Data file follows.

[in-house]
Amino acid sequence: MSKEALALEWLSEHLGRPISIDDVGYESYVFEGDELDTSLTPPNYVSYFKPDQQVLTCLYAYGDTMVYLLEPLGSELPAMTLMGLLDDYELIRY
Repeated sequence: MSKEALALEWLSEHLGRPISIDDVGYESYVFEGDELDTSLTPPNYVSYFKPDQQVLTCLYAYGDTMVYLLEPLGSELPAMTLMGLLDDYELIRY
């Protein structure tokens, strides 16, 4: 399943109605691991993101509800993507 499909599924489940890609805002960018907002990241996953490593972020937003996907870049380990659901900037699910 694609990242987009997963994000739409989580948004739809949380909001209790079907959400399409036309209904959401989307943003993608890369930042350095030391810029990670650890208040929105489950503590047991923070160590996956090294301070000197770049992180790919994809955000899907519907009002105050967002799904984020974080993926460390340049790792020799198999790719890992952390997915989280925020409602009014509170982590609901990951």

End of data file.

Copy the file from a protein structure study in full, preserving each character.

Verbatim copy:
[in-house]
Amino acid sequence: MSKEALALEWLSEHLGRPISIDDVGYESYVFEGDELDTSLTPPNYVSYFKPDQQVLTCLYAYGDTMVYLLEPLGSELPAMTLMGLLDDYELIRY
Repeated sequence: MSKEALALEWLSEHLGRPISIDDVGYESYVFEGDELDTSLTPPNYVSYFKPDQQVLTCLYAYGDTMVYLLEPLGSELPAMTLMGLLDDYELIRY
């Protein structure tokens, strides 16, 4: 399943109605691991993101509800993507 499909599924489940890609805002960018907002990241996953490593972020937003996907870049380990659901900037699910 694609990242987009997963994000739409989580948004739809949380909001209790079907959400399409036309209904959401989307943003993608890369930042350095030391810029990670650890208040929105489950503590047991923070160590996956090294301070000197770049992180790919994809955000899907519907009002105050967002799904984020974080993926460390340049790792020799198999790719890992952390997915989280925020409602009014509170982590609901990951």